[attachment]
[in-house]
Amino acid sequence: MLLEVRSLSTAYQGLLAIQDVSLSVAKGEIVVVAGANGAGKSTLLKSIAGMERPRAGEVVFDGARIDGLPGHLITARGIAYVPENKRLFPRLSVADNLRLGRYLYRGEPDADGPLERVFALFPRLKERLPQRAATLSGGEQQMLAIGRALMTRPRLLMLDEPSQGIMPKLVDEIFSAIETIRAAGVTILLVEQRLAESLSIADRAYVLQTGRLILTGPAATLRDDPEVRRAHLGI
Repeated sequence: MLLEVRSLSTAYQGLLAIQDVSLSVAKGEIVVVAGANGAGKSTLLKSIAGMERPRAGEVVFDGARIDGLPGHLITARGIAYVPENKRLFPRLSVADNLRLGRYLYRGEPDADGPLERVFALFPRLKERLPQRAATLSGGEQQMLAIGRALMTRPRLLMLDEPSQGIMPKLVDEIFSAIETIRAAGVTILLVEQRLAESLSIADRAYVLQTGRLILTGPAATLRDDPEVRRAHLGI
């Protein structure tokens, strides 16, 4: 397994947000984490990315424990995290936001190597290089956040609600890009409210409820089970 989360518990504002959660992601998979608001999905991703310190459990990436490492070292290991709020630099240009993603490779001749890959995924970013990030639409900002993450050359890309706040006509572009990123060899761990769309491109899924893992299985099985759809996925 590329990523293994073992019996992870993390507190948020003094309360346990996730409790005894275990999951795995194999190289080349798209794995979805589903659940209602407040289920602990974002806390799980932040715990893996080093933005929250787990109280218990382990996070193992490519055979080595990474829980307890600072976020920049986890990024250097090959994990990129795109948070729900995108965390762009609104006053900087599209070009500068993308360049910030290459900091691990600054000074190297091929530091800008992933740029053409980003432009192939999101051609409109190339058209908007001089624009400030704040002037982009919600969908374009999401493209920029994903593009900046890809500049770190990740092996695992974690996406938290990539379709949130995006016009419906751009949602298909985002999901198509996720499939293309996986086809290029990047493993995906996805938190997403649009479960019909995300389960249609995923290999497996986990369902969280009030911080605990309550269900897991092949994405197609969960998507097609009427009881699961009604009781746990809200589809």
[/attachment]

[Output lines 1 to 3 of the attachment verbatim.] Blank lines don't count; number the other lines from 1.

[in-house]
Amino acid sequence: MLLEVRSLSTAYQGLLAIQDVSLSVAKGEIVVVAGANGAGKSTLLKSIAGMERPRAGEVVFDGARIDGLPGHLITARGIAYVPENKRLFPRLSVADNLRLGRYLYRGEPDADGPLERVFALFPRLKERLPQRAATLSGGEQQMLAIGRALMTRPRLLMLDEPSQGIMPKLVDEIFSAIETIRAAGVTILLVEQRLAESLSIADRAYVLQTGRLILTGPAATLRDDPEVRRAHLGI
Repeated sequence: MLLEVRSLSTAYQGLLAIQDVSLSVAKGEIVVVAGANGAGKSTLLKSIAGMERPRAGEVVFDGARIDGLPGHLITARGIAYVPENKRLFPRLSVADNLRLGRYLYRGEPDADGPLERVFALFPRLKERLPQRAATLSGGEQQMLAIGRALMTRPRLLMLDEPSQGIMPKLVDEIFSAIETIRAAGVTILLVEQRLAESLSIADRAYVLQTGRLILTGPAATLRDDPEVRRAHLGI